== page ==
by Tom Redmond
An interview with Tony Migliore
Tony Migliore began his musical studies as a child and enrolled in the renowned Julliard School of music where he studied piano, theory and composition. He continued his musical studies at Eastman School of Music in Rochester, NY. Tony later went on to serve as pianist and arranger for the United States Military Academy Band at West Point. During this period he also worked on several Broadway and off Broadway performances including “Oh Calcutta and “Promises, Promises”. After finishing his military service commitment he moved to Nashville, Tennessee where his musical experience expanded greatly. As a pianist, Tony Migliore has performed on hundreds of hit record albums earning him numerous awards. In 1978 Tony began to work for Chet Atkins as his piano player after the departure of Randy Goodrum. As Chet Atkins performance changed to include more symphony concerts, Tony was tapped to begin writing the musical arrangements for Chet. Over a twenty year period, Tony wrote over 50 arrangements for Chet Atkins. Starting in 1992, Tony became pianist for pop/folk songwriter Don McLean (“American Pie”, “Vincent”, “Castles in the Air” and many others). Tony lives in Nashville and continues to tour with Don McLean as well as record and produce music at the Chelsea Music Group studio in Brentwood, TN. This interview was conducted in June of 2008, following Don McLean’s sold out performance at the Sandler Center for the Performing Arts in Virginia Beach, VA.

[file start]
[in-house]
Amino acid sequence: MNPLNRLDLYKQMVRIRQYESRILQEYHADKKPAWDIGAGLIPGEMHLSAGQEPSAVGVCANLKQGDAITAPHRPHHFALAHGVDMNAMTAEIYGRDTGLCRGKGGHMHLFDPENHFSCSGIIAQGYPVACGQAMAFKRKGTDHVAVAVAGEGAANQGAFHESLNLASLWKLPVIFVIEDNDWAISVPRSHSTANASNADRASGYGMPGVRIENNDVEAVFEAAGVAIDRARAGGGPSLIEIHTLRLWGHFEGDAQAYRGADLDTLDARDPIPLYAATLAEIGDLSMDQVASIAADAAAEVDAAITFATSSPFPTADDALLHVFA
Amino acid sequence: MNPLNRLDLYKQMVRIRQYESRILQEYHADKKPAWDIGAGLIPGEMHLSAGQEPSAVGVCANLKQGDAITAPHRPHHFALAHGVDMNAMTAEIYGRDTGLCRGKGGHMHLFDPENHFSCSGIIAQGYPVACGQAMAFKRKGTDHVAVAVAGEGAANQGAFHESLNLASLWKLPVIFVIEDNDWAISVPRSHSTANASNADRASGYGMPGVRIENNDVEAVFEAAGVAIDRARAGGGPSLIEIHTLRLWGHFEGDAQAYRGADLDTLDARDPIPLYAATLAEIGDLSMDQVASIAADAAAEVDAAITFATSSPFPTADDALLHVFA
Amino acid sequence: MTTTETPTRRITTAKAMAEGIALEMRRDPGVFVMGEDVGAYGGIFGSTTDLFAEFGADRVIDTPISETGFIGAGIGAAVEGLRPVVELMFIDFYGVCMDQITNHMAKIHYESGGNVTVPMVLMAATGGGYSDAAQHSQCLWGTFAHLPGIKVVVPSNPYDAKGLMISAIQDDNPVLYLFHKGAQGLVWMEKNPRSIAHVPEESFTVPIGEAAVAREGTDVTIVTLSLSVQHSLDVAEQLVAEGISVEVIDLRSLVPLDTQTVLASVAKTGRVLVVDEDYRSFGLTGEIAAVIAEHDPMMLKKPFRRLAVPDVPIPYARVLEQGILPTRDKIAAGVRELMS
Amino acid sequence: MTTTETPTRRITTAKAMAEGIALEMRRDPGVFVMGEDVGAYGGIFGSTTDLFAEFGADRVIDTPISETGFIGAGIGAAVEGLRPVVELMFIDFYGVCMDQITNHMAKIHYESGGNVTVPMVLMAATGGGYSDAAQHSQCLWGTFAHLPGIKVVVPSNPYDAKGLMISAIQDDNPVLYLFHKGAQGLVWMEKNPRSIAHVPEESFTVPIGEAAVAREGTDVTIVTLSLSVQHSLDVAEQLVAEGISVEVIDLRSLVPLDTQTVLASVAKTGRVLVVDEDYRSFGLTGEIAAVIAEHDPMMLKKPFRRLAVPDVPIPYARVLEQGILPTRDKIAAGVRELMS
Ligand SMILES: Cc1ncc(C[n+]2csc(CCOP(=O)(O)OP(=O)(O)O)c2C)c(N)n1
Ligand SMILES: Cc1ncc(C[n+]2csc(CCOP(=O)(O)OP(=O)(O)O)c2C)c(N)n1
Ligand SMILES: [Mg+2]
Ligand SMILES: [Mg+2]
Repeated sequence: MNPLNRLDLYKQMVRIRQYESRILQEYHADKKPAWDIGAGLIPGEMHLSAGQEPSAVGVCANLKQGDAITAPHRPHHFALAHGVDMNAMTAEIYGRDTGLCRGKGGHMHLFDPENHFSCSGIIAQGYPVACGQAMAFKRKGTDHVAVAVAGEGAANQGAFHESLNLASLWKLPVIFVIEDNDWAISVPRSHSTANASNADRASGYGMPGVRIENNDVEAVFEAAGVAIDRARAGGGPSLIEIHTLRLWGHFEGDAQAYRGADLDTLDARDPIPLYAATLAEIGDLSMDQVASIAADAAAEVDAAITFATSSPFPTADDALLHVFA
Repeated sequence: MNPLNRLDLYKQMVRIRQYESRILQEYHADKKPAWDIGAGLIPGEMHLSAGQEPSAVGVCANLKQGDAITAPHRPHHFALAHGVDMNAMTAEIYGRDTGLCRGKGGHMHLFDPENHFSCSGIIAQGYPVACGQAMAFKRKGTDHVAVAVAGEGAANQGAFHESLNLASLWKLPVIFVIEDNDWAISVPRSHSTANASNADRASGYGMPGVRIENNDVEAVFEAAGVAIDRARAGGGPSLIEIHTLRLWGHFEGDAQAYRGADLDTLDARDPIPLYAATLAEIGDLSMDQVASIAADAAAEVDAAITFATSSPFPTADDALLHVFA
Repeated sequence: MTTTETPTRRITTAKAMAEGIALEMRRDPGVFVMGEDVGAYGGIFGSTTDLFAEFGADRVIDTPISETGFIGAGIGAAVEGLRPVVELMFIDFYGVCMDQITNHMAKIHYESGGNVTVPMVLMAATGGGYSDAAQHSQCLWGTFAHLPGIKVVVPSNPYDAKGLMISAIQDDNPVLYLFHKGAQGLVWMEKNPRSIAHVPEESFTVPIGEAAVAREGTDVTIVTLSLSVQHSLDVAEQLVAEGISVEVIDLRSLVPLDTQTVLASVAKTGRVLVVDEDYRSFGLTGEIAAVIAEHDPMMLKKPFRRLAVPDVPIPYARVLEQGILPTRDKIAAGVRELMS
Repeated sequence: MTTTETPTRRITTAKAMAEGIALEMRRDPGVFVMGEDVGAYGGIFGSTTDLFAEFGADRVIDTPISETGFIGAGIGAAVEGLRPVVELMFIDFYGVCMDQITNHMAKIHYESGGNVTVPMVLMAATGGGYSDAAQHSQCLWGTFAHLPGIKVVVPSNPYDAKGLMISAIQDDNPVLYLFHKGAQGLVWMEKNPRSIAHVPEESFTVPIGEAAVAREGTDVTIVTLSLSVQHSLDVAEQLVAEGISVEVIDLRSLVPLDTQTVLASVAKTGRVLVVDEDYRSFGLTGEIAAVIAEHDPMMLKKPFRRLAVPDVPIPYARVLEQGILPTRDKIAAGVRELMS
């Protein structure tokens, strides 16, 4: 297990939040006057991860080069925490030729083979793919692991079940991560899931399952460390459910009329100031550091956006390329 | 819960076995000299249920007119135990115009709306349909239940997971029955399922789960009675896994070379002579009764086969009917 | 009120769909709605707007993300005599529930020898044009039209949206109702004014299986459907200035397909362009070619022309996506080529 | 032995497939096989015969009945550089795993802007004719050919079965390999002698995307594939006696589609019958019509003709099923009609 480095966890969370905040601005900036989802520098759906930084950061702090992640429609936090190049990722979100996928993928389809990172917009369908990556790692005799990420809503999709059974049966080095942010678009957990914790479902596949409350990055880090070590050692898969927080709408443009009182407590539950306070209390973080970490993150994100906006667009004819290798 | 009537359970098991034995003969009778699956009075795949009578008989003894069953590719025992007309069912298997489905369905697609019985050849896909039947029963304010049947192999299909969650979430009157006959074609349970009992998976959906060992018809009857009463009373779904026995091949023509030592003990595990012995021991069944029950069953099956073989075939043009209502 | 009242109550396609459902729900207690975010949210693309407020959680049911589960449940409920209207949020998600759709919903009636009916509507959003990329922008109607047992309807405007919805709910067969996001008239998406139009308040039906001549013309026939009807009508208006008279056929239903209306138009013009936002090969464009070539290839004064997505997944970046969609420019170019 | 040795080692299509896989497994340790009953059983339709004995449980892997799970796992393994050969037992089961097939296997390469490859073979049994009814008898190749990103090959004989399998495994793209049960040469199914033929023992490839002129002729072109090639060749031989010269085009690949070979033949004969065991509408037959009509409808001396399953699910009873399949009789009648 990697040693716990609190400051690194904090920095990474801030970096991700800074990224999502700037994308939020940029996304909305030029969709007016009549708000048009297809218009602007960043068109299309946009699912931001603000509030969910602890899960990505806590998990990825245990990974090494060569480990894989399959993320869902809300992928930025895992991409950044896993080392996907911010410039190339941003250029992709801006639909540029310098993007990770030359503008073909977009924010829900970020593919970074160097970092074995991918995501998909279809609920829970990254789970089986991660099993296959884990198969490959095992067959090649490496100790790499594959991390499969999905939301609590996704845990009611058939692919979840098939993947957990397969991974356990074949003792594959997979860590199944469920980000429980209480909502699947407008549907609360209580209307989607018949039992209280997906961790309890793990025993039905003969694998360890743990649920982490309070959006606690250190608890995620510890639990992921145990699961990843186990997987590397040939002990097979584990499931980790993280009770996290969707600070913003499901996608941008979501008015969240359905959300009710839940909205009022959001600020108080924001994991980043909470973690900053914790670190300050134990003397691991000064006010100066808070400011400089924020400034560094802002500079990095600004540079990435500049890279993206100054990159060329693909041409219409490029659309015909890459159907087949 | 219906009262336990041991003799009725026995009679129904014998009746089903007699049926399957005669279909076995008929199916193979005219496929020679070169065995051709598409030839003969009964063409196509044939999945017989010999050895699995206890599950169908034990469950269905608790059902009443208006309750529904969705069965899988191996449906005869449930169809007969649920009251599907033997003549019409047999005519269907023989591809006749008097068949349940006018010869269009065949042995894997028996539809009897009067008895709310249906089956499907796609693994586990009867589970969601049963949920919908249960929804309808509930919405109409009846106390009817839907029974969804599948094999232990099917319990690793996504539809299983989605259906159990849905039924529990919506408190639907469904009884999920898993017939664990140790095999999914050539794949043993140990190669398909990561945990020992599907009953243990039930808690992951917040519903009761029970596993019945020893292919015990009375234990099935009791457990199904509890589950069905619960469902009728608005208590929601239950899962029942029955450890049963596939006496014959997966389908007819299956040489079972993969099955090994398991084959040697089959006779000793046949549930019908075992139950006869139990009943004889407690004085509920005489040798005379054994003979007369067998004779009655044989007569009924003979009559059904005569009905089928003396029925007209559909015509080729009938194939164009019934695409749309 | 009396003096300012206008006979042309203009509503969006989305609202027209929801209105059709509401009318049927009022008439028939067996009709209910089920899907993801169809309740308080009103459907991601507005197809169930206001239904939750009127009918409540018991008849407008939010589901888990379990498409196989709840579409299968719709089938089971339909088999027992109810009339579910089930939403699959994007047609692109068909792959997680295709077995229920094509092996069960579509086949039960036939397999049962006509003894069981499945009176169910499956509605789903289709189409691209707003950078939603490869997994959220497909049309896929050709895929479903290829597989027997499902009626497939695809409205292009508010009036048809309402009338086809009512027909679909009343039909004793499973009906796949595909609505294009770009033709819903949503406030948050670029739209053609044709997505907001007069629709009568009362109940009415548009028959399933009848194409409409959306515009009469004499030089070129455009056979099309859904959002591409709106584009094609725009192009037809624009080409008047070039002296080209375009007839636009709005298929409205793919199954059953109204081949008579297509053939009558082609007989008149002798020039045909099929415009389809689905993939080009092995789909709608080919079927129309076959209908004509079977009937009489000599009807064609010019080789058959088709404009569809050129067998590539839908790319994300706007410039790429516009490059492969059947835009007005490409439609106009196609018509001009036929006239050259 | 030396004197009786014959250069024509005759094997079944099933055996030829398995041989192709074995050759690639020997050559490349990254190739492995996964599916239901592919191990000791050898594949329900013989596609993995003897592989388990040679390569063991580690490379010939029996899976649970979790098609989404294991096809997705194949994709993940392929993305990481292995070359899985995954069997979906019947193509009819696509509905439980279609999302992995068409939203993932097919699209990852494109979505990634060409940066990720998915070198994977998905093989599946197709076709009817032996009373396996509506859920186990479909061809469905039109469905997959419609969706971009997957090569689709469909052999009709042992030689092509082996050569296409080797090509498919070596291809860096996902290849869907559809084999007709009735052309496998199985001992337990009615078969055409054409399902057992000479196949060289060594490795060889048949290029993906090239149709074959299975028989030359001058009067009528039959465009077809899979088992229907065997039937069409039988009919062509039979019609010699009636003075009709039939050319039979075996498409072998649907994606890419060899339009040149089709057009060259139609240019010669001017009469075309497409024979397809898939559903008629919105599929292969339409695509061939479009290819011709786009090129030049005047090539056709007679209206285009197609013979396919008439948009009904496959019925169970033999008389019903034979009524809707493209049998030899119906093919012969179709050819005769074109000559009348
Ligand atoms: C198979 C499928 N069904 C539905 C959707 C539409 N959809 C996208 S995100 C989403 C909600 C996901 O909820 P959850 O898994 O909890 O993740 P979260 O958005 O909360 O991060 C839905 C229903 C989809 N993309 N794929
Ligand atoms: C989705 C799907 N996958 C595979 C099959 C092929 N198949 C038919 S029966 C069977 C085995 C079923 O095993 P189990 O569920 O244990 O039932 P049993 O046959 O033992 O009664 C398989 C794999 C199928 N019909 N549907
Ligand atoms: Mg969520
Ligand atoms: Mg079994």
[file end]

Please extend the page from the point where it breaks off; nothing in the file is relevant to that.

TR: When did you start to work with Chet?
TM: The first time I ever worked with Chet was in 1978. I was his substitute piano player. Randy Goodrum was playing piano with him, and Randy had some other things going on at that time. He suddenly had three hit records all at once -- huge, huge songs, and he started getting busy doing other things, so he asked me if I would go and substitute with Chet's band, and I said, "Okay."
TR: So Randy knew you, but Chet didn't?
TM: Yes, Randy knew me. Chet knew who I was - I had subbed with them at the Music Masters festival once or twice playing with Boots Randolph, and he knew who I was, but we never really spent any time together. And when Randy asked me to do it, he just sent me over some tapes. We had no rehearsal, I just got the soundtracks and played a couple of things.
TR: You learned from just listening to the tapes?
TM: I listened to the tapes, and made a few little chord charts with things that I wasn't familiar with, and so it was very laid back and so easy -- not in terms of the music, but just easy in terms of getting along with Chet and the guys.
TR: Do you remember what some of those early songs were?
TM: Well, he did the stuff that he was most known for, cuts like "Windy and Warm" and "Snowbird" - those things, plus he did what he called "The Medley of My Hit", which was a bunch of things that he produced on other artists. One was Perry Como's version of Don McLean’s song, "And I Love You So." Don Gibson’s "Oh, Lonesome Me." And "Dream" by the Everly Brothers. I remember also that Jim Reeves' "He'll Have to Go." was in there too.
There were some classic songs. Everyone in Nashville knew Chet - if not personally, by his reputation. He was on this lofty throne somewhere way up above the rest of us. Come to know the man, and he was the most humble, self-deprecating person you'd ever meet.
He couldn't believe people actually paid money to come hear him play. He said, "I'm just a guitar player. I don't do anything - I don't sing, I don't jump around." So he was always humble.